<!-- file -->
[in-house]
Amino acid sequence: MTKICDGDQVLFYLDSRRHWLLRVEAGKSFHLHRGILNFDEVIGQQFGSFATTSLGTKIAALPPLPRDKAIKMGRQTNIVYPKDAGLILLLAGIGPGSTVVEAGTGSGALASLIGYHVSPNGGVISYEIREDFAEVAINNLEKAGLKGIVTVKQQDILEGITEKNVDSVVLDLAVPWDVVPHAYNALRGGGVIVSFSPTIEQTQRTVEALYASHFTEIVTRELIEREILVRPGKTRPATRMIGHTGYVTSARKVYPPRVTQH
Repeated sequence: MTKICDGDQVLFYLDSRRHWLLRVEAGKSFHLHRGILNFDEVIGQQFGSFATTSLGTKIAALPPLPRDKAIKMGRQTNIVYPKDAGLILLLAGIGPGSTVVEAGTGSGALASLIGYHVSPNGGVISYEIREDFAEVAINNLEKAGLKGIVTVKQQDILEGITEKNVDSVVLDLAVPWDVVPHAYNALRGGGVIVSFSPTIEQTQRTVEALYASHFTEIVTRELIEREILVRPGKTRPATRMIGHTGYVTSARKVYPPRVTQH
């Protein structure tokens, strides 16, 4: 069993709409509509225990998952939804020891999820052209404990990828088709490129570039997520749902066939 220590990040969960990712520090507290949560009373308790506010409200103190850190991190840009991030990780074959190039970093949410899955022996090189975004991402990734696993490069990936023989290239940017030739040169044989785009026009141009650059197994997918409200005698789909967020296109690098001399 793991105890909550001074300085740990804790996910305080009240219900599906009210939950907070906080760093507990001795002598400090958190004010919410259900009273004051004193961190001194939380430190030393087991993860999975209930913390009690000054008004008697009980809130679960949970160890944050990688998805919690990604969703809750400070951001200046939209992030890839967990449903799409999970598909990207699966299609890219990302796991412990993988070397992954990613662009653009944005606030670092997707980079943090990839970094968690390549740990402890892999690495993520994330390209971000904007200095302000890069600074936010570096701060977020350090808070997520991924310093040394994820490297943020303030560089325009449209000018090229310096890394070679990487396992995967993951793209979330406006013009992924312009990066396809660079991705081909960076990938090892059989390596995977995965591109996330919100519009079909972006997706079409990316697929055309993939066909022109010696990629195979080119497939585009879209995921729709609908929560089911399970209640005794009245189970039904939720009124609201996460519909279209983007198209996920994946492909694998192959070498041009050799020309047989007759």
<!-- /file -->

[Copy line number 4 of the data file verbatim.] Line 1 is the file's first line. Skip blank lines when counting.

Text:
């Protein structure tokens, strides 16, 4: 069993709409509509225990998952939804020891999820052209404990990828088709490129570039997520749902066939 220590990040969960990712520090507290949560009373308790506010409200103190850190991190840009991030990780074959190039970093949410899955022996090189975004991402990734696993490069990936023989290239940017030739040169044989785009026009141009650059197994997918409200005698789909967020296109690098001399 793991105890909550001074300085740990804790996910305080009240219900599906009210939950907070906080760093507990001795002598400090958190004010919410259900009273004051004193961190001194939380430190030393087991993860999975209930913390009690000054008004008697009980809130679960949970160890944050990688998805919690990604969703809750400070951001200046939209992030890839967990449903799409999970598909990207699966299609890219990302796991412990993988070397992954990613662009653009944005606030670092997707980079943090990839970094968690390549740990402890892999690495993520994330390209971000904007200095302000890069600074936010570096701060977020350090808070997520991924310093040394994820490297943020303030560089325009449209000018090229310096890394070679990487396992995967993951793209979330406006013009992924312009990066396809660079991705081909960076990938090892059989390596995977995965591109996330919100519009079909972006997706079409990316697929055309993939066909022109010696990629195979080119497939585009879209995921729709609908929560089911399970209640005794009245189970039904939720009124609201996460519909279209983007198209996920994946492909694998192959070498041009050799020309047989007759």